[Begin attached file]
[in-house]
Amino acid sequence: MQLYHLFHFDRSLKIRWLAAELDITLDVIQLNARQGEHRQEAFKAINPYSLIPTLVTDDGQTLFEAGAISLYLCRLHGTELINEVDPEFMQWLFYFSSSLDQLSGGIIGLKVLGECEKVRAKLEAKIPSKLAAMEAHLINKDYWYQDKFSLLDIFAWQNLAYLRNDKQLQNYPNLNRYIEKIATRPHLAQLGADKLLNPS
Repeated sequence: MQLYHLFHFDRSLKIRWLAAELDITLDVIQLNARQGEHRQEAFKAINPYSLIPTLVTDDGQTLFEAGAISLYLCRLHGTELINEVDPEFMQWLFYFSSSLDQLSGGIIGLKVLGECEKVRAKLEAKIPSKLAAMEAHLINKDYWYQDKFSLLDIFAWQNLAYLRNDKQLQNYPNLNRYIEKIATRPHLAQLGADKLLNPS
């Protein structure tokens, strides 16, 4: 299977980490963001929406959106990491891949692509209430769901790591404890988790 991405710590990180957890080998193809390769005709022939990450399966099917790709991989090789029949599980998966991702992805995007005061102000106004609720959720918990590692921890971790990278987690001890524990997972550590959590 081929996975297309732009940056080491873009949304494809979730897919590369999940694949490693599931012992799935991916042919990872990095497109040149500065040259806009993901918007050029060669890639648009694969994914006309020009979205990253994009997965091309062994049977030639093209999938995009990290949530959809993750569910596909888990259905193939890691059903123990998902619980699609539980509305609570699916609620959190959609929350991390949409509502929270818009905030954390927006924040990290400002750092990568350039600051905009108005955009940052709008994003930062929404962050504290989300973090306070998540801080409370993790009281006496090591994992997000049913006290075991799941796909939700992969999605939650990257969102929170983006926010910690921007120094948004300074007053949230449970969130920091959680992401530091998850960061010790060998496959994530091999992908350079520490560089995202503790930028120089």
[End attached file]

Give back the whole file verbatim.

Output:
[in-house]
Amino acid sequence: MQLYHLFHFDRSLKIRWLAAELDITLDVIQLNARQGEHRQEAFKAINPYSLIPTLVTDDGQTLFEAGAISLYLCRLHGTELINEVDPEFMQWLFYFSSSLDQLSGGIIGLKVLGECEKVRAKLEAKIPSKLAAMEAHLINKDYWYQDKFSLLDIFAWQNLAYLRNDKQLQNYPNLNRYIEKIATRPHLAQLGADKLLNPS
Repeated sequence: MQLYHLFHFDRSLKIRWLAAELDITLDVIQLNARQGEHRQEAFKAINPYSLIPTLVTDDGQTLFEAGAISLYLCRLHGTELINEVDPEFMQWLFYFSSSLDQLSGGIIGLKVLGECEKVRAKLEAKIPSKLAAMEAHLINKDYWYQDKFSLLDIFAWQNLAYLRNDKQLQNYPNLNRYIEKIATRPHLAQLGADKLLNPS
């Protein structure tokens, strides 16, 4: 299977980490963001929406959106990491891949692509209430769901790591404890988790 991405710590990180957890080998193809390769005709022939990450399966099917790709991989090789029949599980998966991702992805995007005061102000106004609720959720918990590692921890971790990278987690001890524990997972550590959590 081929996975297309732009940056080491873009949304494809979730897919590369999940694949490693599931012992799935991916042919990872990095497109040149500065040259806009993901918007050029060669890639648009694969994914006309020009979205990253994009997965091309062994049977030639093209999938995009990290949530959809993750569910596909888990259905193939890691059903123990998902619980699609539980509305609570699916609620959190959609929350991390949409509502929270818009905030954390927006924040990290400002750092990568350039600051905009108005955009940052709008994003930062929404962050504290989300973090306070998540801080409370993790009281006496090591994992997000049913006290075991799941796909939700992969999605939650990257969102929170983006926010910690921007120094948004300074007053949230449970969130920091959680992401530091998850960061010790060998496959994530091999992908350079520490560089995202503790930028120089």